March 29, 2018 Governor Wolf’s Advisory Commission on Asian Pacific American Affairs Releases AAPI Language Education Schools (AAPLES) Initiative SHARE Email Facebook Twitter Advocate to state and local educational institutions for space to hold classesSeek private and federal grants for resources for capacity buildingShare curriculum, instructional materials, and pedagogical strategies for mutual benefitHold professional development meetings, with the scholarly input of educational faculty in Penn State and other interested universitiesCollaborate in undertaking research on home/school connections, student needs, learning strategies, and instructional practices to enhance teaching.Such schools may include teaching arrangements that are not formally established such as those that meet outside of a school setting. In areas where no such arrangements exist, local community leaders or parents who intend to start schools can send their information. This network will help provide information and resources to start community-based schools in your area.The AAPLES initiative is part of ongoing work by the Commission to learn about the challenges facing the AAPI communities and how the Commission can leverage its collective strengths to effectively advocate, promote resources for, and best serve the state’s diverse AAPI communities.Any community-organized school interested in participating in AAPLES may complete the online form for their community-based school here; registration is free. Asian Pacific American Affairs, Education, Press Release Harrisburg, PA – Today, Governor Tom Wolf’s Advisory Commission on Asian Pacific American Affairs released online a statewide initiative entitled Asian American and Pacific Islander Language Education Schools (AAPLES).The Commission is looking to establish a network of community-organized schools in Pennsylvania. Community-organized schools are community-based schools that teach Asian or Pacific Islander heritage languages, English as a second language, and other school subjects specifically to students from Asian and Asian American and Pacific Islander (AAPI) communities.The purpose of the AAPLES initiative is to bring together teachers and administrators of these schools to:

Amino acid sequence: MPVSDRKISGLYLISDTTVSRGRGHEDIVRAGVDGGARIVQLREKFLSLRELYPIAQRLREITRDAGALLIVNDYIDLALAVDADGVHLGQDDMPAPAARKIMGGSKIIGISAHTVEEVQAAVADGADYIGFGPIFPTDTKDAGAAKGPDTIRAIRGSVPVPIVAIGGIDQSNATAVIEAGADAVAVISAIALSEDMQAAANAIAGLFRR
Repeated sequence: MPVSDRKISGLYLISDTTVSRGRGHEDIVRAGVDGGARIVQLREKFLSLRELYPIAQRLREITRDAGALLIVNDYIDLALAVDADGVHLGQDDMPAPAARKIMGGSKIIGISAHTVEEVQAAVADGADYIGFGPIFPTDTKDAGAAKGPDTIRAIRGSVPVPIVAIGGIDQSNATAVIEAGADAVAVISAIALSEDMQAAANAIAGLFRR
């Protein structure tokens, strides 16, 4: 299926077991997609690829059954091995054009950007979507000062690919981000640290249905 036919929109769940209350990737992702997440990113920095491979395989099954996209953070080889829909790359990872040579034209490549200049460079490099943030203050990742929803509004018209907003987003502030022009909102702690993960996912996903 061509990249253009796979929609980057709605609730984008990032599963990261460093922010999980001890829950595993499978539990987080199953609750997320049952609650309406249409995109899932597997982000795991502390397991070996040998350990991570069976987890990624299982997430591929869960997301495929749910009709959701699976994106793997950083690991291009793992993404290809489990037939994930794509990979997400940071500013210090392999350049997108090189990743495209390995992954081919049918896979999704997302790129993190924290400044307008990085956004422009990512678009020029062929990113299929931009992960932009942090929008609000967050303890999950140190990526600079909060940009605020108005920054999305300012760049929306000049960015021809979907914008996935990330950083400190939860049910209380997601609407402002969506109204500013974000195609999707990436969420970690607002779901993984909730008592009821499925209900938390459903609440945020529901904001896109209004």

New tests show that potentially toxic chemicals are in the drinking water supplies of several major US cities, including Miami, New Orleans and Washington, DC,.The Environmental Working Group reported that PFAS, which are manmade chemicals, are referred to as “forever chemicals” because they don’t break down once they’re in the environment.They’re found now in nonstick products, paints, cleaning products and food packaging. The forever chemicals can harm the liver, kidney, and can lead to cancer and reproductive and developmental issues.The group tested 44 sites in 31 states and Washington. The Environmental Working Group said that the only area with clean drinking water is Meridian, Mississippi, which gets its water from a 600-foot-deep well. The areas with the highest levels of chemicals are Brunswick County, North Carolina, and Quad Cities, Iowa,
The 2017 C Class Coupe has just been revealed by Mercedes and like the C Class Sedan, the car has borrowed heavily from the top of the line S Class. The new resemblance with the S Class makes the C Class a whole lot more interesting.Under the hood, the C Class sports the same 2.0-liter, turbocharged four-cylinder engine which creates 241 HP and 370 Nm of torque. Mercedes mentions a lot of extras with the car such as an Airmatic suspension, a vast suite of safety systems, and a 360-degree camera.The car is based on the MRA modular platform for rear-wheel-drive autos, the 2017 C Class Coupe will be lighter than the outgoing model which will spell improvement terms of acceleration, braking, handling and economy.The new C Class Coupe is also bigger than its predecessor, precisely 3.7 inch in length and 1.6 inch in width.